Settlements like Jemtland in Ringsaker, Norway and Jemtland in Maine, USA both use an older spelling, given that the time they were settled by Jamtish emigrants the form Jämtland hadn't reached official status. When Jämtland was occupied by Sweden in the 16th and 17th century many Jamts fled from their province and founded villages like Jamtøya, Jamtgarden and Jamtåsen in Trøndelag, Norway.


Wikimedia Foundation. 2010.

Игры ⚽ Поможем решить контрольную работу

Look at other dictionaries:

  • Jämtland — Coat of arms …   Wikipedia

  • Scandinavia — This article is about Scandinavia as a cultural, historical and ethno linguistic region. For the peninsula, see Scandinavian Peninsula. For the broader group of Nordic countries, see Nordic countries. For other uses, see Scandinavia… …   Wikipedia

  • Kvenland — This article is about ancient Kvens and Kvenland. For contemporary ethnic group in Norway, see Kven people. Kvenland, known as Cwenland, Kænland or similar in sources, is an ancient name for an area in Fennoscandia. Kvenland is only known from an …   Wikipedia

  • Jamtlandic — Infobox Language name=Jamtlandic, Jamtish nativename=Jamska familycolor=Indo European states=Sweden region=Jämtland (Northern Europe) speakers=30,000 60,000 fam2=Germanic fam3=North Germanic fam4=North Scandinavian iso3=jmk Jamtlandic or Jamtish… …   Wikipedia

  • Offerdal — is a parish (so called socken) and former municipality (pop. 2,100) in Krokom Municipality, Jämtland in the middle of Sweden. The seat of the former municipality Offerdal, Änge, is situated 50 kilometres northwest of Östersund, the capital of… …   Wikipedia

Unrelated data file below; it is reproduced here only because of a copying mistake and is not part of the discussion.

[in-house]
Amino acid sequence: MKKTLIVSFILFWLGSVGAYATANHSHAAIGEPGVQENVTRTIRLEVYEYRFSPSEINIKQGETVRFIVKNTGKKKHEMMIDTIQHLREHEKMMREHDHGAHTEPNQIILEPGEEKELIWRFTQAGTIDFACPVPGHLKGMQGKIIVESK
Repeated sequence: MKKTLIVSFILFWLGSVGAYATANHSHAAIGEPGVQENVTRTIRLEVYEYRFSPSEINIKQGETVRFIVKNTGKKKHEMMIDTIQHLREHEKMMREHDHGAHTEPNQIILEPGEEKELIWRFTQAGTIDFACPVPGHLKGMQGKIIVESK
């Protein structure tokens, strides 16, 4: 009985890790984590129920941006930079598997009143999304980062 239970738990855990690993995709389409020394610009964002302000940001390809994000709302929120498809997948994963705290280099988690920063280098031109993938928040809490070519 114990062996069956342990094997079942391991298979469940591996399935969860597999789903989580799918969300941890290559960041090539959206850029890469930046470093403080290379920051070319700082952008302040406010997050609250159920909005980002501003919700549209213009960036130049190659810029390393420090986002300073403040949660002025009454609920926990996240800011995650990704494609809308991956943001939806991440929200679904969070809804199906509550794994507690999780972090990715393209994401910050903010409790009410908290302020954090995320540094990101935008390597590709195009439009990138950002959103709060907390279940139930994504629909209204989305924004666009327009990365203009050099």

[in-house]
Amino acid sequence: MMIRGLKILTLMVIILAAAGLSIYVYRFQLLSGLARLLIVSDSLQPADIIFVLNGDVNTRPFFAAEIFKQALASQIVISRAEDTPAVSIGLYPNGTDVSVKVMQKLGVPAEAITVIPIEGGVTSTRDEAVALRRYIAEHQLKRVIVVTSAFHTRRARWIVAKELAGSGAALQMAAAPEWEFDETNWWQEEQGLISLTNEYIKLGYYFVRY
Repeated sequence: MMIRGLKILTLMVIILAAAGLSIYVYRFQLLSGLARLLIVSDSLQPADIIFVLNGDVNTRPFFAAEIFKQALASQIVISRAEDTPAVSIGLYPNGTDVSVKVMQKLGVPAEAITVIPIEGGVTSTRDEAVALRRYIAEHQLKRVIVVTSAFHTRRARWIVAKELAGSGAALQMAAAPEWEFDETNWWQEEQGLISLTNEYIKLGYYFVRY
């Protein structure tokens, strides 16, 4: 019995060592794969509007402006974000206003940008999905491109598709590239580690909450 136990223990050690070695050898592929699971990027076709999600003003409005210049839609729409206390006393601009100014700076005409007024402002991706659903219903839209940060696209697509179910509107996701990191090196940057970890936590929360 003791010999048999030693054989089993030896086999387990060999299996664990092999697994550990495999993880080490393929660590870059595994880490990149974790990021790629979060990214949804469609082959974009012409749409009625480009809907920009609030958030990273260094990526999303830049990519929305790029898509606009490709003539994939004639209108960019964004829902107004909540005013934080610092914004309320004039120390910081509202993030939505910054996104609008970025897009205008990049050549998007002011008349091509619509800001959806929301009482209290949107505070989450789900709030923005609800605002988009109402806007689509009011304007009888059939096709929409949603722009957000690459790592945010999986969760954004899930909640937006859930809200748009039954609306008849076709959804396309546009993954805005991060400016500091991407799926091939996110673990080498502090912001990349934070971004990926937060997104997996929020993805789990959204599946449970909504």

• Sápmi (area) — Sápmi …   Wikipedia

  • Viking — For other uses, see Viking (disambiguation). Danish seamen, painted mid twelfth century …   Wikipedia

  • Indalsälven — Geobox|River name = Indalsälven native name = other name = category = etymology = nickname = Jämtlandsälven Storsjöälven image caption = One of the many hydropower plants of Indalsälven. country country = Sweden country1 = country2 = country3 =… …   Wikipedia

  • Sylan — Geobox|Range name = Sylan native name = other name = Sylarna | other name1 = Sylene | other name2 = Sylane | other name3 = Bealjehkh category = etymology = country = Norway | country1 = Sweden state = region = Sør Trøndelag | region1 = Jämtland… …   Wikipedia

  • Outline of Sweden — The …   Wikipedia

Share the article and excerpts

Direct link
Do a right-click on the link above
and select “Copy Link”